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Why is .sucks based in Frank Schilling’s office?

Kevin Murphy, March 23, 2015, Domain Registries

The upcoming new gTLD .sucks is being run from the offices of Frank Schilling’s Uniregistry and it has a close business relationship with the registry, DI has discovered.

Vox Populi Registry, which runs .sucks and which I and many others have been assuming is completely controlled by Canadian registrar group Momentous, in fact seems to be tightly aligned with Uniregistry.

Schilling characterized it both as a “working relationship” and a “joint venture” today.

I heard through the rumor mill last year that Uniregistry may have a stake in Vox Pop.

But it wasn’t until I checked the IANA database record for .sucks today that the rumor seemed to be to an extent confirmed.

The address for Vox Populi, a Canadian company according to its ICANN contract, is listed as Uniregistry’s office in Grand Cayman in both Registry Sponsor and Administrative Contact records.

Momentous CEO Rob Hall is named as Technical Contact at a Barbados address.

“We have a joint venture agreement and are presently handling postage and handling for Vox Populi,” Schilling told DI today. “We are providing office space services to them as well.”

He characterized the deal as a “working relationship”.

I would not be at all surprised if it’s much closer than that.

Could you survive a .sucks UDRP?

Kevin Murphy, March 17, 2015, Domain Policy

If you register a .sucks domain matching a brand, could you survive a subsequent UDRP complaint? Opinion is mixed.

In my view, how UDRP treats .sucks registrants will be a crucial test of Vox Populi Registry’s business model.

Vox Populi Registry clearly envisages — and is actively encouraging with its policies — genuine critics, commentators and consumer advocates to register .sucks domains that match famous trademarks.

I really like this idea. Power to the people and all that.

But will UDRP panelists agree with me and Vox Pop? Cybersquatting case law under UDRP says, very firmly: “It depends.”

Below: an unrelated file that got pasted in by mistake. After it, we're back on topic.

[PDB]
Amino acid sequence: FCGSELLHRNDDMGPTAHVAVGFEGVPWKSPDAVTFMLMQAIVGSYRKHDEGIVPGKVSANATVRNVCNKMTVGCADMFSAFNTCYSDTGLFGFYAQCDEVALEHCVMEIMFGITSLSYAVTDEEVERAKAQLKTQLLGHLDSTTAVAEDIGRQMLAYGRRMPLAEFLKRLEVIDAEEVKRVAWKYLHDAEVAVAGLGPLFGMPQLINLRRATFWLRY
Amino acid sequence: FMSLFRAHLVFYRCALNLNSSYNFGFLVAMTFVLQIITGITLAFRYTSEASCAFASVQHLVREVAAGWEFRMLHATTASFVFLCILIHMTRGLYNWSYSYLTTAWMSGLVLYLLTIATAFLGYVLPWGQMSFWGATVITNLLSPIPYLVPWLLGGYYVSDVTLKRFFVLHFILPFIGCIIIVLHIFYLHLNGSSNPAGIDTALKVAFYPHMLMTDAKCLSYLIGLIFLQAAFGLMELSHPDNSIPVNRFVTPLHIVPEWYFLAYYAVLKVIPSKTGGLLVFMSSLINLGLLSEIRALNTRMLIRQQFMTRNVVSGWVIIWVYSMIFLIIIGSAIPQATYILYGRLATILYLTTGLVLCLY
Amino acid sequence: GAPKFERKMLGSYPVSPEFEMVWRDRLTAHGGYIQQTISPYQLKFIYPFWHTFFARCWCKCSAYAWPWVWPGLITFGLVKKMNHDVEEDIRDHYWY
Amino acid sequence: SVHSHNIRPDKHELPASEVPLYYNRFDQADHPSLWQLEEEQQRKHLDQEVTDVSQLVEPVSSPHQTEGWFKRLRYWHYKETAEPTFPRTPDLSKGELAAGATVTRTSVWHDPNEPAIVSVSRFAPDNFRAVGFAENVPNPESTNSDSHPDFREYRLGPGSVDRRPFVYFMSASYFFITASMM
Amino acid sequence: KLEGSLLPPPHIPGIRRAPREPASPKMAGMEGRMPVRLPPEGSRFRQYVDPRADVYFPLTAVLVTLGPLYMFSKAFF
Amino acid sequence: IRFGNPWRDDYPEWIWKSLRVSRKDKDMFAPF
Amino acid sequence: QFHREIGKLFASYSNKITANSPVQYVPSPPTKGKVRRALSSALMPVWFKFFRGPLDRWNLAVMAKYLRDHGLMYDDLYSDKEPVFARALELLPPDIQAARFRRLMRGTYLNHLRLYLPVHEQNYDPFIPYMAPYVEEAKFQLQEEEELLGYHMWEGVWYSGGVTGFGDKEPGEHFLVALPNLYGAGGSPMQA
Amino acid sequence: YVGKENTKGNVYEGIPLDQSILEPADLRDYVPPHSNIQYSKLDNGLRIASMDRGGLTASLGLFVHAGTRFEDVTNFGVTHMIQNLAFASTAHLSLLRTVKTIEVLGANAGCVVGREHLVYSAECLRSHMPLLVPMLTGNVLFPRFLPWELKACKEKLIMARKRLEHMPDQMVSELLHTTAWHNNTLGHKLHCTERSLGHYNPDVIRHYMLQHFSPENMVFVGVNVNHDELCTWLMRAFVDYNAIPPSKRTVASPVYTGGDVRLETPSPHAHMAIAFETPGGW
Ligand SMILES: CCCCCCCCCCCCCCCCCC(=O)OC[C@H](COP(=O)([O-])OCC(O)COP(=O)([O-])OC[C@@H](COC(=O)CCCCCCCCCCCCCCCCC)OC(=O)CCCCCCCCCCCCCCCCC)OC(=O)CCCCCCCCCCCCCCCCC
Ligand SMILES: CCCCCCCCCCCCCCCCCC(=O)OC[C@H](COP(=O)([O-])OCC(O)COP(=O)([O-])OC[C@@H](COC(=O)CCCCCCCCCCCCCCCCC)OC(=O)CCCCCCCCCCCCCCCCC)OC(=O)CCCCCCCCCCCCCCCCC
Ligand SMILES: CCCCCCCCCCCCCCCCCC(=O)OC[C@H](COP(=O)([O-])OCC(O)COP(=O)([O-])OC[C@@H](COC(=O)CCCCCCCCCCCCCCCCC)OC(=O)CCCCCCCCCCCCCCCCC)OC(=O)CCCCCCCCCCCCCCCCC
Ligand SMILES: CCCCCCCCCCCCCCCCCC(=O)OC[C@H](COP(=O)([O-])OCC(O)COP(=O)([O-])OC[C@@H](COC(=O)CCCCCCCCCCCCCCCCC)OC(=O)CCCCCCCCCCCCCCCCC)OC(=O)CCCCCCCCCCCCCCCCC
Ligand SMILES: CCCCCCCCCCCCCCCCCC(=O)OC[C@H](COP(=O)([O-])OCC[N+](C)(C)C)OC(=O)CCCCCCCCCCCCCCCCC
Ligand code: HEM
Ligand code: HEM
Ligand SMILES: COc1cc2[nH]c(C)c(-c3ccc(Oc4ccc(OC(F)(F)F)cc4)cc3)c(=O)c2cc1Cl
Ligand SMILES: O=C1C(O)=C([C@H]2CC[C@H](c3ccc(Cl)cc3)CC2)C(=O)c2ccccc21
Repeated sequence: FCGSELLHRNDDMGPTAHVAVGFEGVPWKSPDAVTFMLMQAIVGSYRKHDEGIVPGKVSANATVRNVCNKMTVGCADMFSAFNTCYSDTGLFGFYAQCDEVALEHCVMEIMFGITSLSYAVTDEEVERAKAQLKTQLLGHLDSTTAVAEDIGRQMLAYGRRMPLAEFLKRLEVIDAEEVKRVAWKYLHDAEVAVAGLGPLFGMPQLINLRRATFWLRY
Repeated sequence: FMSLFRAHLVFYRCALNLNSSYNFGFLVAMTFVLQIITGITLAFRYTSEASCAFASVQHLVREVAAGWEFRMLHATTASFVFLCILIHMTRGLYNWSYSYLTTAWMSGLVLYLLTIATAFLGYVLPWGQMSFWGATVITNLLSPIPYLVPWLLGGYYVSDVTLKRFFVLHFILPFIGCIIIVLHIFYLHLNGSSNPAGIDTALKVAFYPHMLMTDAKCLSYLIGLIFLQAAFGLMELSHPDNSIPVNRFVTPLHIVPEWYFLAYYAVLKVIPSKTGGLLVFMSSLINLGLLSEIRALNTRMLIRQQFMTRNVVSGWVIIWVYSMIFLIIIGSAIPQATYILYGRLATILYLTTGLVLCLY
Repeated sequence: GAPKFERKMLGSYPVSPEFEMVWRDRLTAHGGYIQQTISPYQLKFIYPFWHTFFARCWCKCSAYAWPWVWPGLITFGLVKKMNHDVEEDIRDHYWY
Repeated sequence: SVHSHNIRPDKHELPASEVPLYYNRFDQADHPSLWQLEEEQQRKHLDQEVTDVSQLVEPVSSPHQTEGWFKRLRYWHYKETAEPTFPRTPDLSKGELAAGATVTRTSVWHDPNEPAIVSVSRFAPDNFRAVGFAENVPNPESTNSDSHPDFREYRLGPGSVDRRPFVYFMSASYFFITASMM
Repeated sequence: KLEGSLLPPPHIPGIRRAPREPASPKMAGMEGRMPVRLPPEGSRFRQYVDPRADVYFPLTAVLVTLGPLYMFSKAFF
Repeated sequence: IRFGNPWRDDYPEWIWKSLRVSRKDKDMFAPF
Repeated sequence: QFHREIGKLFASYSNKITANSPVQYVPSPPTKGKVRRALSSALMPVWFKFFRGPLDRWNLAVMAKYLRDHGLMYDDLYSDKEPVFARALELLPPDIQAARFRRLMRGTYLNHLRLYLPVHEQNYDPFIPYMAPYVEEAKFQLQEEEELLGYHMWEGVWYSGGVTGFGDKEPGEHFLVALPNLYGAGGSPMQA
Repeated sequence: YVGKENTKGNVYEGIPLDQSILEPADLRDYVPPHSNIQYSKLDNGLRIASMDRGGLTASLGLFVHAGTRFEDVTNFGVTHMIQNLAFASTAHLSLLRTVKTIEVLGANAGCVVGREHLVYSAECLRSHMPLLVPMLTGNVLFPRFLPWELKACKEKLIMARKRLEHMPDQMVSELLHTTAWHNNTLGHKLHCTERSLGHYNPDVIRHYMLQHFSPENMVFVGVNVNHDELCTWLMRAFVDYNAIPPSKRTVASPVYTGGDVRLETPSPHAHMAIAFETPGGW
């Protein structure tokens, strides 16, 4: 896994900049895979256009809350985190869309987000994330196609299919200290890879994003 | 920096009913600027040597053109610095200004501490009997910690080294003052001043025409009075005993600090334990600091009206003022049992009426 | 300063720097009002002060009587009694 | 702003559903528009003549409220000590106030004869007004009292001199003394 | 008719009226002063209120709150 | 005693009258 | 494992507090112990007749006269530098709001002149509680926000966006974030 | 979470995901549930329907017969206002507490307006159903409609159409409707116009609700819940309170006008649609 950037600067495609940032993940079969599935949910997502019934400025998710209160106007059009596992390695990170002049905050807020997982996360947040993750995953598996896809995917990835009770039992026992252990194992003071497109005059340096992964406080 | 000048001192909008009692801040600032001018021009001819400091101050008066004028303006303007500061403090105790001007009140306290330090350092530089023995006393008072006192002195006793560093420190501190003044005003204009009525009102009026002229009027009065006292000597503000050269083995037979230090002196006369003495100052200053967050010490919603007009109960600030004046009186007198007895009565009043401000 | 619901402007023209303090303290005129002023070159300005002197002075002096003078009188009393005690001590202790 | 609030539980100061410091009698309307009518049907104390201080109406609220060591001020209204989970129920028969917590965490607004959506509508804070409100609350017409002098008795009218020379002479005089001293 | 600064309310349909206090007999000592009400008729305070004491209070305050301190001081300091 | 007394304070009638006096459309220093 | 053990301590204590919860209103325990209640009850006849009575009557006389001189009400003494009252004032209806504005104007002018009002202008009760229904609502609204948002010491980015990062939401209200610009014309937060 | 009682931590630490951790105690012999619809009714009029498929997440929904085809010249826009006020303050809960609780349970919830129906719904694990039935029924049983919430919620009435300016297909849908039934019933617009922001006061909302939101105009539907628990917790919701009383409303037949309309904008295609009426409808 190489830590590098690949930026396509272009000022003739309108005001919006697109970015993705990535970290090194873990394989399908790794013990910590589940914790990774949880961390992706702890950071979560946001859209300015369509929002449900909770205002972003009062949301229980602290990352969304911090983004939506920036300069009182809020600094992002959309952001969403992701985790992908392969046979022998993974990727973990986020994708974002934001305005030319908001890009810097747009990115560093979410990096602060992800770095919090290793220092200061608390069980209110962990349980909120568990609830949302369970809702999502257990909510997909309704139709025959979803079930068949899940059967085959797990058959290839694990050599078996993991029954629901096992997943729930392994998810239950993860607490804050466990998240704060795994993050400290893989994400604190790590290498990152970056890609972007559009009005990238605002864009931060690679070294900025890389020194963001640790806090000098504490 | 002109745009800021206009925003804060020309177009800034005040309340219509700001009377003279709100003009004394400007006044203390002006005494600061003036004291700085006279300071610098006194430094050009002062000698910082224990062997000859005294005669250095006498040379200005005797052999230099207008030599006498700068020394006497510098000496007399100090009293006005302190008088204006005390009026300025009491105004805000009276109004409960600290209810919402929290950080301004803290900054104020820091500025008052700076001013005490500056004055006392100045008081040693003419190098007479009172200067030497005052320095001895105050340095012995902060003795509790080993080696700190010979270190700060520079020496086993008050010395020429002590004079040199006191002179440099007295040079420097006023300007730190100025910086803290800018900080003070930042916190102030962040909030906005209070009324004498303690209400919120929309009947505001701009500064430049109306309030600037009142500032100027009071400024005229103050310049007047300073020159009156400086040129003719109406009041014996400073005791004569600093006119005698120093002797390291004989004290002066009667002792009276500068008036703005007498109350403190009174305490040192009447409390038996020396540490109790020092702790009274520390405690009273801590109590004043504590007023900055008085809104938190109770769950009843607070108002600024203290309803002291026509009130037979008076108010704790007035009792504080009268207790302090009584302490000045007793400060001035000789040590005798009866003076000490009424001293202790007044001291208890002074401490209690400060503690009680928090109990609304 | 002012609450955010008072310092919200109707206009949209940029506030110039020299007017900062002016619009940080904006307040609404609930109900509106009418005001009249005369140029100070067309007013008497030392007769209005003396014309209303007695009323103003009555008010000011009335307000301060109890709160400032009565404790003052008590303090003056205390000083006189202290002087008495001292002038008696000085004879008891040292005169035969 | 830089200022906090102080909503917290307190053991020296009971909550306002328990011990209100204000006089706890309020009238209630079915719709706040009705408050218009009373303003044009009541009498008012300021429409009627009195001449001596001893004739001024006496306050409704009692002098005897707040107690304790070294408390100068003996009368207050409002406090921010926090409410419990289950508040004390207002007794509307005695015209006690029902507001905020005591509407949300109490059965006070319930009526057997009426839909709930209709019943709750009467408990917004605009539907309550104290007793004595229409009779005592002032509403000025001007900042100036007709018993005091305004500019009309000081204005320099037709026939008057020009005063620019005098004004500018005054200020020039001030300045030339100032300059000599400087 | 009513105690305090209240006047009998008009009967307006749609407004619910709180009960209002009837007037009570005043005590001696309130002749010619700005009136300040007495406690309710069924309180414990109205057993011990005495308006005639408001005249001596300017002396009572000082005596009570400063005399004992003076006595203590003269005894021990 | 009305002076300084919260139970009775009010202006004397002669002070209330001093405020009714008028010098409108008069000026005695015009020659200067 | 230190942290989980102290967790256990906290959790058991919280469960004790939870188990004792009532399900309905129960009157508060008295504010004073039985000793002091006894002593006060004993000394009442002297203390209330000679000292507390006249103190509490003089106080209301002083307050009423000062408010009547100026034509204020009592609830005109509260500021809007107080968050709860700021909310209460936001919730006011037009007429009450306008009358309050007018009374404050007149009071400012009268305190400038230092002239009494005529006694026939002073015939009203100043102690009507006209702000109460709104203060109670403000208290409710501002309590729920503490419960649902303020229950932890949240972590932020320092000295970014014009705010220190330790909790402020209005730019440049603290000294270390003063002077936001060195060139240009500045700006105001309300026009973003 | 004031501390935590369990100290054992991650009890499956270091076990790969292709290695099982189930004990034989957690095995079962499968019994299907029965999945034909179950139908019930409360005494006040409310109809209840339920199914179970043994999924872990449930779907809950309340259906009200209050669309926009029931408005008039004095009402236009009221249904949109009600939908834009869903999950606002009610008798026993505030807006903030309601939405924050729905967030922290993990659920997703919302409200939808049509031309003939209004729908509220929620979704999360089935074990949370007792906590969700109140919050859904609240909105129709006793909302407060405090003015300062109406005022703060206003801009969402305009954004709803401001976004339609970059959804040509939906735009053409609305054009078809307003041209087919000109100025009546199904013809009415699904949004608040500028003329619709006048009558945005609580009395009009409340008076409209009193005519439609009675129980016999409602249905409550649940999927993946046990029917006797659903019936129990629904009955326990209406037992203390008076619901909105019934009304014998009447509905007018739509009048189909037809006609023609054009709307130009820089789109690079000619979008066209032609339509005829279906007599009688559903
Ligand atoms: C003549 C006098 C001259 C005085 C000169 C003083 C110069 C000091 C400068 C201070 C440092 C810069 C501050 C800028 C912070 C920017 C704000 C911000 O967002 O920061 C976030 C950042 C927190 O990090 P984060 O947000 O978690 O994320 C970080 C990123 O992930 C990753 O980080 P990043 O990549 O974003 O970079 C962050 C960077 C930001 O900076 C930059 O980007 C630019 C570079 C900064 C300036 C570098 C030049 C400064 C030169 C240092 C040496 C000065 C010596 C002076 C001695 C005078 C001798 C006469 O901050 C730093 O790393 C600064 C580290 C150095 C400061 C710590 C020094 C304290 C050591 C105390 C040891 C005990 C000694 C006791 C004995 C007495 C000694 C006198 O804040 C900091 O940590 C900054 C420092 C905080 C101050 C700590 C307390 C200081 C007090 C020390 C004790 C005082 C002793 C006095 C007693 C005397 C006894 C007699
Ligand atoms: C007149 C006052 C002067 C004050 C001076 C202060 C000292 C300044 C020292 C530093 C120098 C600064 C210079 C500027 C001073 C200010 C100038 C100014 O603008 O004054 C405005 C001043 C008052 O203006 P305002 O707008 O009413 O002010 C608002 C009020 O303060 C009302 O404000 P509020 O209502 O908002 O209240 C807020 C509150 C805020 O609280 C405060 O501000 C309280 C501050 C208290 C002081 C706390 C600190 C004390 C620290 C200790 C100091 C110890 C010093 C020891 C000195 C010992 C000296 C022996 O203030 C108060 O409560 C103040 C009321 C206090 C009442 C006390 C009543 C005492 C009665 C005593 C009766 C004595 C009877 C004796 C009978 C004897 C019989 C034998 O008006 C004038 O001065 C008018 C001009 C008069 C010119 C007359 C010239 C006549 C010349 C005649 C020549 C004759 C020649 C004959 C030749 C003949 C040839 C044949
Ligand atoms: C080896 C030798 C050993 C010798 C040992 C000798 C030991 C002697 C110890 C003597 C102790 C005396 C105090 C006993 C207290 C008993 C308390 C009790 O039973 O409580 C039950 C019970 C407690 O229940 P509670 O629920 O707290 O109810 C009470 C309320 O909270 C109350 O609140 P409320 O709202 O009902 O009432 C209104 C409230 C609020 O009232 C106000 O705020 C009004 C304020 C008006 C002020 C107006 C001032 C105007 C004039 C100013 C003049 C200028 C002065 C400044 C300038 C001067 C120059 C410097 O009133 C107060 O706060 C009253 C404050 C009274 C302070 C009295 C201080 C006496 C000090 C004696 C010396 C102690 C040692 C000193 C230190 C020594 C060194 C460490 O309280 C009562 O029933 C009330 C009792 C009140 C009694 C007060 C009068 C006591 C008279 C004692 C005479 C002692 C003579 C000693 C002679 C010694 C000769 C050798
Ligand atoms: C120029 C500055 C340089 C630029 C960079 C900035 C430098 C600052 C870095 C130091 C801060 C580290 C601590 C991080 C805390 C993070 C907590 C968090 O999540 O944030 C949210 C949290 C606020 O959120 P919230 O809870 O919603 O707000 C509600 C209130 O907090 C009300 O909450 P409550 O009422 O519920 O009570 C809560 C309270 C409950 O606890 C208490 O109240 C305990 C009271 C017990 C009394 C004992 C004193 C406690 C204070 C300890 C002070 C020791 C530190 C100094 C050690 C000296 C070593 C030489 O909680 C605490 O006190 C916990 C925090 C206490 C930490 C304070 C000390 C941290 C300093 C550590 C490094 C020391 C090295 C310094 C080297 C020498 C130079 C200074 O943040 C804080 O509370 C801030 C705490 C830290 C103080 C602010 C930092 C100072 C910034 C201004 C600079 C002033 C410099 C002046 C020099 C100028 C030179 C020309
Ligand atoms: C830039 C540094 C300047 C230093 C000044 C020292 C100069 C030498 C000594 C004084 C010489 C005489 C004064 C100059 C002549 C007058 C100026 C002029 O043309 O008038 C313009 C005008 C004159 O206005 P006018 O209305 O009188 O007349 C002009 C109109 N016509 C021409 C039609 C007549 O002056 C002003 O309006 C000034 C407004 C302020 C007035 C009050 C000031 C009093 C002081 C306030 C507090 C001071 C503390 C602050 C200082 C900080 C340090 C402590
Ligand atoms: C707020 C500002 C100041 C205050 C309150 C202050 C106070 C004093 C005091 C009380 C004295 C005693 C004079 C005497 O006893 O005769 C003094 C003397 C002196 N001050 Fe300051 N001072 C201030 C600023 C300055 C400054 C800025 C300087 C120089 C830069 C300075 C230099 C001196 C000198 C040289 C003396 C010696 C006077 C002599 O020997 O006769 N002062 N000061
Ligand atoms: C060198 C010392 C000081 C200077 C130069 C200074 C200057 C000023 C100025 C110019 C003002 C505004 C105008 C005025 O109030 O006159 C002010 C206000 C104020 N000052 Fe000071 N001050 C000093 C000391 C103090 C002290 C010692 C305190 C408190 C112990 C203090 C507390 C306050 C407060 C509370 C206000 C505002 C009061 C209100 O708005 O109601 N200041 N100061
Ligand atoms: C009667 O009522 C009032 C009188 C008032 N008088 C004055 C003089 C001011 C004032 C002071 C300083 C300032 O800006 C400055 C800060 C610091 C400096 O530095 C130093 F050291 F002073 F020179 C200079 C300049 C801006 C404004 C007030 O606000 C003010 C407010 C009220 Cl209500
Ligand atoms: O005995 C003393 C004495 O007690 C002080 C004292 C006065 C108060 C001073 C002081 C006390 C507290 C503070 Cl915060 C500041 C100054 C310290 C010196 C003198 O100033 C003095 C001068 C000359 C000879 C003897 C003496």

Statistics generally favor mark owners

To date, there have been exactly 100 resolved UDRP complaints against domains that end in “sucks.com”.

Of those, 47 cases ended up with a full transfer of the domain to the trademark owner. Only 30 resulted in a the complaint being denied.

Another 19 cases were withdrawn or terminated; the remainder were split decisions.

So it seems, based on historical “sucks” cases, that the odds favor trademark owners.

But each case is, theoretically at least, judged on its merits. So it does not necessarily hold that most .sucks UDRP complaints will be successful.

What does WIPO say?

The World Intellectual Property Association, which administers most UDRP cases, published a set of guidelines for its panelists.

Some guidelines specifically addresses “sucks” sites, but the advice is not always clear-cut.

There are three elements to UDRP. First, the complainant must show that the domain name in question is identical or confusingly similar to its trademark.

According to WIPO, it’s the “consensus view” of UDRP panelists that adding “sucks” to a trademark at the second level does NOT stop a domain being confusiningly similar. WIPO says:

Generally, a domain name consisting of a trademark and a negative or pejorative term (such as [trademark]sucks.com) would be considered confusingly similar to the complainant’s trademark for the purpose of satisfying the standing requirement under the first element of the UDRP (with the merits of such cases typically falling to be decided under subsequent elements). Panels have recognized that inclusion of a subsidiary word to the dominant feature of a mark at issue typically does not serve to obviate confusion for purposes of the UDRP’s first element threshold requirement, and/or that there may be a particular risk of confusion among Internet users whose first language is not the language of the domain name